Security forces believe Eta has killed more than 850 people in its campaign for independence for the Basque Country in northwestern Spain.

But in recent years the movement has been severely weakened by hundreds of arrests.

The increase in the number of arrests is said to be due to improved co-ordination between authorities in Spain and France, which Eta has long used as a hideout.

'Setback' for Eta

Bill Bond, a journalist in Madrid and expert on Eta, said the latest arrest is an obvious blow to Eta.

Gogeascoechea was captured in a joint operation between France and Spain [AFP]

"But ... there is always someone waiting to step in, and it usually doesn't take long to do that. At the same time, it is very difficult for them to keep having to do that," he told Al Jazeera.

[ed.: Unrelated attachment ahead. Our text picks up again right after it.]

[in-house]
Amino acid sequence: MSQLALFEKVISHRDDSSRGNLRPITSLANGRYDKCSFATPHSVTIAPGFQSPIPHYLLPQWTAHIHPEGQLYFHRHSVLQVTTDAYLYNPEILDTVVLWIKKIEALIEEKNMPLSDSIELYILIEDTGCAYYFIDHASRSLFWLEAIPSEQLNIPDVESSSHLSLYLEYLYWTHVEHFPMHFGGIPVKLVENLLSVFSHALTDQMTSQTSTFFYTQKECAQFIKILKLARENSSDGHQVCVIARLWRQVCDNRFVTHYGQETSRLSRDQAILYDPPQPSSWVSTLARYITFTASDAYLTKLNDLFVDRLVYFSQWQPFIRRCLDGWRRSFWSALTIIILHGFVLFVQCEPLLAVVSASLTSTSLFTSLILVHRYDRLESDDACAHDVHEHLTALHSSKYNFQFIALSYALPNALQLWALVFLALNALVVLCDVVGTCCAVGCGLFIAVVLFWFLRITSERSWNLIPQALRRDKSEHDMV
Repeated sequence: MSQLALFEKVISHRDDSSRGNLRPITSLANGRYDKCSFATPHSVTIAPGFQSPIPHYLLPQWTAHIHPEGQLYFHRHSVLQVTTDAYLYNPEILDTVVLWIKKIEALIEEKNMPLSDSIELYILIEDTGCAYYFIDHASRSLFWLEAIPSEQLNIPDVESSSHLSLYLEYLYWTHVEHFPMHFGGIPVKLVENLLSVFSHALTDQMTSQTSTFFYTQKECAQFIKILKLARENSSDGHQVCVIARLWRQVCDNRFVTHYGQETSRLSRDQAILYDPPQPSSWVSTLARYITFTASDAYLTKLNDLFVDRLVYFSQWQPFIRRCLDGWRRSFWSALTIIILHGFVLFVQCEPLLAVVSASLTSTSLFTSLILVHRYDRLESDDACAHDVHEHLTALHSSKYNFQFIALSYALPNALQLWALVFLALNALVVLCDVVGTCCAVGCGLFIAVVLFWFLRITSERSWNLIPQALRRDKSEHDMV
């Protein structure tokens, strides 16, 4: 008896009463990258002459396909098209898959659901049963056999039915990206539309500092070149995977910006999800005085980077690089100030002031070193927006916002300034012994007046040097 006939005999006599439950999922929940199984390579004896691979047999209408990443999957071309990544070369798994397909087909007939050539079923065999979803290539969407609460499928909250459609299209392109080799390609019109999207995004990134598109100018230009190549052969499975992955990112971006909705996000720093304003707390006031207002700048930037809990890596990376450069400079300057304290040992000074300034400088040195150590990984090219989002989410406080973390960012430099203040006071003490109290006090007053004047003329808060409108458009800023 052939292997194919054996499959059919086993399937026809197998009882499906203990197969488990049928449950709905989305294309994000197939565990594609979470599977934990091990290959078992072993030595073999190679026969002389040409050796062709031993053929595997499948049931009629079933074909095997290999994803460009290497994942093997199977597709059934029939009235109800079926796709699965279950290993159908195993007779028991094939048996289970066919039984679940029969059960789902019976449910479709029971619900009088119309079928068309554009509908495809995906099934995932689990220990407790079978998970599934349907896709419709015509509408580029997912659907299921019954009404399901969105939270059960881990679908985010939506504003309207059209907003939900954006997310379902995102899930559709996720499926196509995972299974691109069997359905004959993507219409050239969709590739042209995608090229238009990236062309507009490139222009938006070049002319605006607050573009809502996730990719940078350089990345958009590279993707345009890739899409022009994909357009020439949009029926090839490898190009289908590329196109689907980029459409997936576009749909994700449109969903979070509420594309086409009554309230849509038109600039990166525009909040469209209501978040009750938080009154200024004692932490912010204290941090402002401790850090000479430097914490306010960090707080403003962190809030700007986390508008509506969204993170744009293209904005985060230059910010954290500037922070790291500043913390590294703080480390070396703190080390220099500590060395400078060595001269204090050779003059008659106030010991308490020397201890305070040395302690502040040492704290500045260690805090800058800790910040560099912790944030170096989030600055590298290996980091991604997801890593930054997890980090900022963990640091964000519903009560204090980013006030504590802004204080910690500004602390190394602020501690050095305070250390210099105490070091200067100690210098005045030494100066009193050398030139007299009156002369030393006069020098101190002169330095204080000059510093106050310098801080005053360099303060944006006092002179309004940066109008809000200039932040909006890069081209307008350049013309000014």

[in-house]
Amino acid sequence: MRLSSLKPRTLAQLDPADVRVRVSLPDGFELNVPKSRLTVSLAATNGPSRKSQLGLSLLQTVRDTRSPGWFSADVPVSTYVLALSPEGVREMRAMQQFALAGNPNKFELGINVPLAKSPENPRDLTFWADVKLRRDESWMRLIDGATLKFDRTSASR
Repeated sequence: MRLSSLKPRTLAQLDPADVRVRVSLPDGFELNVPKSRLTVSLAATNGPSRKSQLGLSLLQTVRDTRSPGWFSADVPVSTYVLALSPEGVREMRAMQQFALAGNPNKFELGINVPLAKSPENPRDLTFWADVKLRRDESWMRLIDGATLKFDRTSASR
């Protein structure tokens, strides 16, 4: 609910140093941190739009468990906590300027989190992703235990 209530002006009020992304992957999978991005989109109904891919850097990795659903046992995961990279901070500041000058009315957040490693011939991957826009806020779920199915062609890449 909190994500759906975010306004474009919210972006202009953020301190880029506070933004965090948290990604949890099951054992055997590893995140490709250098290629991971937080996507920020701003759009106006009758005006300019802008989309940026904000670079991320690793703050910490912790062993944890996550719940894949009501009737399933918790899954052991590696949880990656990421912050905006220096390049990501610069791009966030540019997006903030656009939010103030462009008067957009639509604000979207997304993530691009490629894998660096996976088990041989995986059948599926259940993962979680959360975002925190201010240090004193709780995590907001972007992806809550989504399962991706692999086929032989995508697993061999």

"[Police] have arrested somebody every other day for the last 60 days. The war is not yet over.

"But every time this happens it is a setback and it means the Eta people that are left are concentrating on reforming and hiding again and not on bombing people.

"That is one thing for which the authorities are very grateful."

A leading member of Batasuna, the group's political wing, last week called on Eta to continue its struggle by peaceful means.

But Batasuna has lost some of its influence over Eta since the collapse of peace talks with the Spanish government following a bomb attack on Madrid airport that killed two people in 2006.

Eta's last fatal attack was the killing of two police officers on the island of Majorca in July 2009.